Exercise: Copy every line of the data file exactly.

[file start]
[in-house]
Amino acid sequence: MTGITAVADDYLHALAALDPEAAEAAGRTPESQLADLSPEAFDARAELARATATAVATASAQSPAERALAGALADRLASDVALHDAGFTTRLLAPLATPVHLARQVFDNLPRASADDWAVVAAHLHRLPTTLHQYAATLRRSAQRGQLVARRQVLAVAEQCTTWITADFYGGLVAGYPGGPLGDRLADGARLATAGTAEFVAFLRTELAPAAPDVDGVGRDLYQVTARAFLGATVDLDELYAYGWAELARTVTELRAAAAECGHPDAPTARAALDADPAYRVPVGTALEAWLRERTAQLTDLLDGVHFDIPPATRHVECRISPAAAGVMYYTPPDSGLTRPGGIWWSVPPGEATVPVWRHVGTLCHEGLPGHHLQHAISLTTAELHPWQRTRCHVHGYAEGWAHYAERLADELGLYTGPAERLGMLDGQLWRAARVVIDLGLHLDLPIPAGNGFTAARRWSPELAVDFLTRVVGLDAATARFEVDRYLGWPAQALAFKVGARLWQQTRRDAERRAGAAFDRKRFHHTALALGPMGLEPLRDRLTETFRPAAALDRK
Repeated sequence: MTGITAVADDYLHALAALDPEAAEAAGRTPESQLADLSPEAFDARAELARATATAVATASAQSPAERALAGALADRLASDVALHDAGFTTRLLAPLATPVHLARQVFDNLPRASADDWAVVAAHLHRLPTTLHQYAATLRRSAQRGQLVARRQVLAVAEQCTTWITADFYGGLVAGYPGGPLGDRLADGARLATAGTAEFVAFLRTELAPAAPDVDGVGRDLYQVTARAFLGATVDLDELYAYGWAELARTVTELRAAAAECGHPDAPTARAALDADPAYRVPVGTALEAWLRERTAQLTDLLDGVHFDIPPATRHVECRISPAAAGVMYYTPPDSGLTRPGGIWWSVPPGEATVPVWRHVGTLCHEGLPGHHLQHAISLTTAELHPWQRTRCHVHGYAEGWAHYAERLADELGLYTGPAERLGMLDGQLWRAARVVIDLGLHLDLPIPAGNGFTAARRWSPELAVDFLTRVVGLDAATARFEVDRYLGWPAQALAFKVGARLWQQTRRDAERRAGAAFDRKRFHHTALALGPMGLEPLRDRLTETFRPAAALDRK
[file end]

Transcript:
[in-house]
Amino acid sequence: MTGITAVADDYLHALAALDPEAAEAAGRTPESQLADLSPEAFDARAELARATATAVATASAQSPAERALAGALADRLASDVALHDAGFTTRLLAPLATPVHLARQVFDNLPRASADDWAVVAAHLHRLPTTLHQYAATLRRSAQRGQLVARRQVLAVAEQCTTWITADFYGGLVAGYPGGPLGDRLADGARLATAGTAEFVAFLRTELAPAAPDVDGVGRDLYQVTARAFLGATVDLDELYAYGWAELARTVTELRAAAAECGHPDAPTARAALDADPAYRVPVGTALEAWLRERTAQLTDLLDGVHFDIPPATRHVECRISPAAAGVMYYTPPDSGLTRPGGIWWSVPPGEATVPVWRHVGTLCHEGLPGHHLQHAISLTTAELHPWQRTRCHVHGYAEGWAHYAERLADELGLYTGPAERLGMLDGQLWRAARVVIDLGLHLDLPIPAGNGFTAARRWSPELAVDFLTRVVGLDAATARFEVDRYLGWPAQALAFKVGARLWQQTRRDAERRAGAAFDRKRFHHTALALGPMGLEPLRDRLTETFRPAAALDRK
Repeated sequence: MTGITAVADDYLHALAALDPEAAEAAGRTPESQLADLSPEAFDARAELARATATAVATASAQSPAERALAGALADRLASDVALHDAGFTTRLLAPLATPVHLARQVFDNLPRASADDWAVVAAHLHRLPTTLHQYAATLRRSAQRGQLVARRQVLAVAEQCTTWITADFYGGLVAGYPGGPLGDRLADGARLATAGTAEFVAFLRTELAPAAPDVDGVGRDLYQVTARAFLGATVDLDELYAYGWAELARTVTELRAAAAECGHPDAPTARAALDADPAYRVPVGTALEAWLRERTAQLTDLLDGVHFDIPPATRHVECRISPAAAGVMYYTPPDSGLTRPGGIWWSVPPGEATVPVWRHVGTLCHEGLPGHHLQHAISLTTAELHPWQRTRCHVHGYAEGWAHYAERLADELGLYTGPAERLGMLDGQLWRAARVVIDLGLHLDLPIPAGNGFTAARRWSPELAVDFLTRVVGLDAATARFEVDRYLGWPAQALAFKVGARLWQQTRRDAERRAGAAFDRKRFHHTALALGPMGLEPLRDRLTETFRPAAALDRK